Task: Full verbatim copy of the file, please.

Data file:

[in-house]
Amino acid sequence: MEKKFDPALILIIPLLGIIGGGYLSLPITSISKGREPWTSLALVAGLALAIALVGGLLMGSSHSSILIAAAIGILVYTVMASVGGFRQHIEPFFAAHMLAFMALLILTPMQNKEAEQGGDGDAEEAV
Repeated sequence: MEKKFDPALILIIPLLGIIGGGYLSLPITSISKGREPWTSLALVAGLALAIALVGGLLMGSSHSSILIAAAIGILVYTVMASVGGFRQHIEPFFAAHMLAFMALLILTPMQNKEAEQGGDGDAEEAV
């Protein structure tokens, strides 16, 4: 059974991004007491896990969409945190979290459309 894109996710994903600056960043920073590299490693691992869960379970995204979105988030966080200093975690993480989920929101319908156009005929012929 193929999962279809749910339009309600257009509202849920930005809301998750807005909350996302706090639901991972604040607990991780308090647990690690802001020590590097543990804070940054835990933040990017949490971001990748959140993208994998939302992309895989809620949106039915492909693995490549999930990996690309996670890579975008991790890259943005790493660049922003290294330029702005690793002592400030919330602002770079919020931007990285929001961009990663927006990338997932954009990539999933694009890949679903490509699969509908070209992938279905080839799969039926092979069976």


[in-house]
Amino acid sequence: MEKKFDPALILIIPLLGIIGGGYLSLPITSISKGREPWTSLALVAGLALAIALVGGLLMGSSHSSILIAAAIGILVYTVMASVGGFRQHIEPFFAAHMLAFMALLILTPMQNKEAEQGGDGDAEEAV
Repeated sequence: MEKKFDPALILIIPLLGIIGGGYLSLPITSISKGREPWTSLALVAGLALAIALVGGLLMGSSHSSILIAAAIGILVYTVMASVGGFRQHIEPFFAAHMLAFMALLILTPMQNKEAEQGGDGDAEEAV
């Protein structure tokens, strides 16, 4: 059974991004007491896990969409945190979290459309 894109996710994903600056960043920073590299490693691992869960379970995204979105988030966080200093975690993480989920929101319908156009005929012929 193929999962279809749910339009309600257009509202849920930005809301998750807005909350996302706090639901991972604040607990991780308090647990690690802001020590590097543990804070940054835990933040990017949490971001990748959140993208994998939302992309895989809620949106039915492909693995490549999930990996690309996670890579975008991790890259943005790493660049922003290294330029702005690793002592400030919330602002770079919020931007990285929001961009990663927006990338997932954009990539999933694009890949679903490509699969509908070209992938279905080839799969039926092979069976």